Ad­vo­cates play im­por­tant role in fight against breast can­cer

Walker County Messenger - - Front Page -

ROME, Ga. — Aimee Grif­fin is quick to point to a ded­i­cated, well-trained group of vol­un­teers for play­ing a large role in the suc­cess of the Breast Cen­ter at Floyd.

“Build­ing a com­pre­hen­sive cen­ter, with the best in tech­nol­ogy, staff and provider train­ing and pa­tient cen­tered ex­pe­ri­ences goes a long way, but truly en­gag­ing and in­spir­ing the com­mu­nity is crit­i­cal to chang­ing the statis­tics,” said Grif­fin, who is the direc­tor of the cen­ter. Part of the Floyd Med­i­cal Cen­ter health care sys­tem, the cen­ter is lo­cated on the third floor of the Harbin Clinic Dr. Tony E. War­ren MD Can­cer Cen­ter on the FMC cam­pus.

When The Breast Cen­ter at Floyd opened its doors in October 2008, statis­tics in­di­cated North­west Ge­or­gia had both a higher breast can­cer rate and a higher death rate from breast can­cer com­pared to state and na­tional av­er­ages.

The facility and staff was in place, but en­gag­ing and in­spir­ing the com­mu­nity would be crit­i­cal to chang­ing the statis­tics. The Breast Health Ad­vo­cate pro­gram was de­signed to do just that, Grif­fin said. Be­gin­ning with eight will­ing vol­un­teers, cus­tom de­signed ed­u­ca­tion and two week­ends of train­ing, the pro­gram set out to reach women out­side the walls of the med­i­cal com­mu­nity.

The ad­vo­cates went into churches, civic clubs, arts and crafts fairs, meet­ing women wher­ever they were. They asked ques­tions, pro­vided ed­u­ca­tion, sep­a­rated myths from facts and helped women un­der­stand how they could take con­trol of their breast health.

Rome’s Diane Jus­tice said the ad­vo­cate pro­gram cer­tainly im­pacted her fam­ily in a pos­i­tive way. She said her hus­band, David, was di­ag­nosed five years ago with breast can­cer. He is do­ing well to­day thanks to a visit Diane made to a Breast Cen­ter booth at the Chi­aha Har­vest Fair.

Ad­vo­cates at the fair had mod­els that help peo­ple de­tect by feel what might be a can­cer­ous growth.

Weeks later, David was sit­ting on his sofa at home next to Diane and she no­ticed he kept touch­ing his chest. Diane checked it out and found a small knot the size of an English pea.

It was can­cer­ous. David had a mas­tec­tomy and chemo­ther­apy. He is healthy to­day and goes to his on­col­o­gist pe­ri­od­i­cally.

“Learn­ing what I did from that lit­tle model prob­a­bly saved his life,” Diane said. “I am very thank­ful for learn­ing what I did.”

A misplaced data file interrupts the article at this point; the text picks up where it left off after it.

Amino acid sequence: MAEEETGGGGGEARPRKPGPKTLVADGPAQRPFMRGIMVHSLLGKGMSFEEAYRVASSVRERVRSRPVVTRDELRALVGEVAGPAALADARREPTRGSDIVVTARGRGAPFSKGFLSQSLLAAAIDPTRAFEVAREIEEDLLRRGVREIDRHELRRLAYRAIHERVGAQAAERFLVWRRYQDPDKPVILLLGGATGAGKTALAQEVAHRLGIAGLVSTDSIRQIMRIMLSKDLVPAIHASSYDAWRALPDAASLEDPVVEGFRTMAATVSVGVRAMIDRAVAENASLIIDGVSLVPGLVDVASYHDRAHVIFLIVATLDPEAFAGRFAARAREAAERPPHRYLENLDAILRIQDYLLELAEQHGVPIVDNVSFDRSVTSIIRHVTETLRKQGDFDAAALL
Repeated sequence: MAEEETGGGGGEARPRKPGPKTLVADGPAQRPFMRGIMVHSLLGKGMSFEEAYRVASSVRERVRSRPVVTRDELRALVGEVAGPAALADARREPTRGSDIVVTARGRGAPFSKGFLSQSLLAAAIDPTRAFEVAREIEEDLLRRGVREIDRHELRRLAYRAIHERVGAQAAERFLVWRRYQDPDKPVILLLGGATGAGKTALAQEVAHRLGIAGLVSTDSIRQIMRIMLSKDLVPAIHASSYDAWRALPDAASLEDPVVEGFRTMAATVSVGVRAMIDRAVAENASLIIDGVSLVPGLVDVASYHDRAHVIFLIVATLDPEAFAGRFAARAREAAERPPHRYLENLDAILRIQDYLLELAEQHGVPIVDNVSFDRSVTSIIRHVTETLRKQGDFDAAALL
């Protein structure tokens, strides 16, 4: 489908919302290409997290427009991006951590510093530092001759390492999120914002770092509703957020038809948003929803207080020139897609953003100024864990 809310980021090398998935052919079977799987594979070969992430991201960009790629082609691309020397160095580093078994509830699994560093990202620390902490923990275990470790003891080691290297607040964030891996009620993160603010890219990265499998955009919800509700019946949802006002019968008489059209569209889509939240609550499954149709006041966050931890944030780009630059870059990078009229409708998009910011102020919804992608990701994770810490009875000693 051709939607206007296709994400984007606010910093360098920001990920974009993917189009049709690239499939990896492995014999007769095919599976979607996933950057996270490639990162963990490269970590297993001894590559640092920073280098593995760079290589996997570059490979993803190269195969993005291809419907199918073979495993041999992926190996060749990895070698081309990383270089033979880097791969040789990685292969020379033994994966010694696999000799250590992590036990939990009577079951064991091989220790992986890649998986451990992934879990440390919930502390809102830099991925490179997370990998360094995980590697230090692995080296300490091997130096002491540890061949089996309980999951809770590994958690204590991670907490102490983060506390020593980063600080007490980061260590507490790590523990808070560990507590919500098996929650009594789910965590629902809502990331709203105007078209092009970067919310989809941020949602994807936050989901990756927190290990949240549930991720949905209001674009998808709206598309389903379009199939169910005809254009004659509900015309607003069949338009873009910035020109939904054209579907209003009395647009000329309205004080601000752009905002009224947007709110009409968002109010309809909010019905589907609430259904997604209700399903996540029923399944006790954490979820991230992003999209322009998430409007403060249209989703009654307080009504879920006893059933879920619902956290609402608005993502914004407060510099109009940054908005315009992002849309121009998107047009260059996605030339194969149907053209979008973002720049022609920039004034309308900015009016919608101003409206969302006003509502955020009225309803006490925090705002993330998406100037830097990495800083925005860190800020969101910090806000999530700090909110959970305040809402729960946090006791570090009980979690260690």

Re­cruit­ing and train­ing new ad­vo­cates an­nu­ally, the Breast Health Ad­vo­cate team has grown to 46 women. The group is made up of both breast can­cer sur­vivors and women who have never been di­ag­nosed, but they all share a com­mon pas­sion to ad­vo­cate for breast health.

Each ad­vo­cate com­mits to un­dergo 15 hours of ini­tial train­ing with The Breast Cen­ter’s clin­i­cal team. They at­tend quar­terly meet­ings for ed­u­ca­tional up­Oc­to­ber 4s and ac­tiv­ity plan­ning.

They also com­mit to be a voice in their own com­mu­nity and so­cial groups, en­cour­ag­ing breast health and an­nual screen­ing.

October is Na­tional Breast Can­cer Aware­ness month, long as­so­ci­ated with the color pink. That color can be seen ev­ery­where the gro­cery store, so­cial me­dia, net­work tele­vi­sion and foot­ball sta­di­ums.

For The Breast Cen­ter and the Breast Health Ad­vo­cate team, it is a busy month. This year you will find ad­vo­cates at high school foot­ball games through­out the re­gion and at sev­eral com­mu­nity fairs through­out the month. The ad­vo­cate team will pro­vide breast health ed­u­ca­tion, help women un­der­stand their per­sonal risk for breast can­cer, and help women sched­ule ap­point­ments for mam­mog­ra­phy and clin­i­cal ser­vices. In to­tal, the ad­vo­cates will log more than 300 hours in the com­mu­nity across 20 sep­a­rate events this month.

Ef­forts don’t stop af­ter October. The Breast Cen­ter’s mis­sion is a year round ef­fort. Ad­vo­cates can be found through­out the year work­ing to en­cour­age breast health across North­west Ge­or­gia log­ging over 500 to­tal hours each year in the com­mu­nity.

“We knew when we opened nine years ago, that October would be im­por­tant in our over­all strat­egy to reach the com­mu­nity, but we also knew that work­ing all year long would be re­quired to truly im­prove the statis­tics for our re­gion,” Grif­fin said. “Ev­ery event we at­tend, we know there is a least one per­son we were meant to speak with- and as we pack up, we know we made a dif­fer­ence by reach­ing at least one per­son.”

For more in­for­ma­tion about the Breast Health Ad­vo­cate pro­gram or to vol­un­teer as an ad­vo­cate, con­tact Vicki Seritt at 706-509-6232 or

Some of the par­tic­i­pants of the Breast Health Ad­vo­cates pro­gram: front row, from left, Patsy Wade, Sharon Crawford, Dianne Simp­son, Jan Hughes; back row, from left, Ash­ley San­ders, Synetta What­ley, Pa­tri­cia Kidd, Tammy Peach, Miriam Fife, Amy Knitig,...

To show sup­port can­cer re­search and treat­ment, LaFayette fire­fight­ers will wear pink t-shirts for the du­ra­tion of Breast Can­cer Aware­ness Month. From left: Lt. Michael Cook, Fire & Safety Direc­tor Chief Stacey Meeks, Lt. Roddy Den­ni­son, and Fire­fighter...

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